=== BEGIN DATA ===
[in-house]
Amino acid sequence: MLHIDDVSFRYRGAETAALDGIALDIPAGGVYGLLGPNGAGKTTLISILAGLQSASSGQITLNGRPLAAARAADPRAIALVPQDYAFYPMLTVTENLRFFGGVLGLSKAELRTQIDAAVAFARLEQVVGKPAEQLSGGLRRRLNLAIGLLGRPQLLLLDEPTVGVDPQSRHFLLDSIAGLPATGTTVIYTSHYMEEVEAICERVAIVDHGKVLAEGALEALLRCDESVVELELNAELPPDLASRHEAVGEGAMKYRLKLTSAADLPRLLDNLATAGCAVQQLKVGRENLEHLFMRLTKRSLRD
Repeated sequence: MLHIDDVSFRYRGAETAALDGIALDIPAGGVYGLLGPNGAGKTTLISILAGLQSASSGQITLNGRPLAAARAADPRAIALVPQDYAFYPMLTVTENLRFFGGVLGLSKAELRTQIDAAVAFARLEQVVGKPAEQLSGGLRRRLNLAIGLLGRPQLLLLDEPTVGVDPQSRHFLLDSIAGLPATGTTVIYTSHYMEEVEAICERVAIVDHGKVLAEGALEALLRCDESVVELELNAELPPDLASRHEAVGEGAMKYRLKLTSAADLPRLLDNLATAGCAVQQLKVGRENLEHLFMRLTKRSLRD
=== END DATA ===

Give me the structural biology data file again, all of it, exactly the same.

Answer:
[in-house]
Amino acid sequence: MLHIDDVSFRYRGAETAALDGIALDIPAGGVYGLLGPNGAGKTTLISILAGLQSASSGQITLNGRPLAAARAADPRAIALVPQDYAFYPMLTVTENLRFFGGVLGLSKAELRTQIDAAVAFARLEQVVGKPAEQLSGGLRRRLNLAIGLLGRPQLLLLDEPTVGVDPQSRHFLLDSIAGLPATGTTVIYTSHYMEEVEAICERVAIVDHGKVLAEGALEALLRCDESVVELELNAELPPDLASRHEAVGEGAMKYRLKLTSAADLPRLLDNLATAGCAVQQLKVGRENLEHLFMRLTKRSLRD
Repeated sequence: MLHIDDVSFRYRGAETAALDGIALDIPAGGVYGLLGPNGAGKTTLISILAGLQSASSGQITLNGRPLAAARAADPRAIALVPQDYAFYPMLTVTENLRFFGGVLGLSKAELRTQIDAAVAFARLEQVVGKPAEQLSGGLRRRLNLAIGLLGRPQLLLLDEPTVGVDPQSRHFLLDSIAGLPATGTTVIYTSHYMEEVEAICERVAIVDHGKVLAEGALEALLRCDESVVELELNAELPPDLASRHEAVGEGAMKYRLKLTSAADLPRLLDNLATAGCAVQQLKVGRENLEHLFMRLTKRSLRD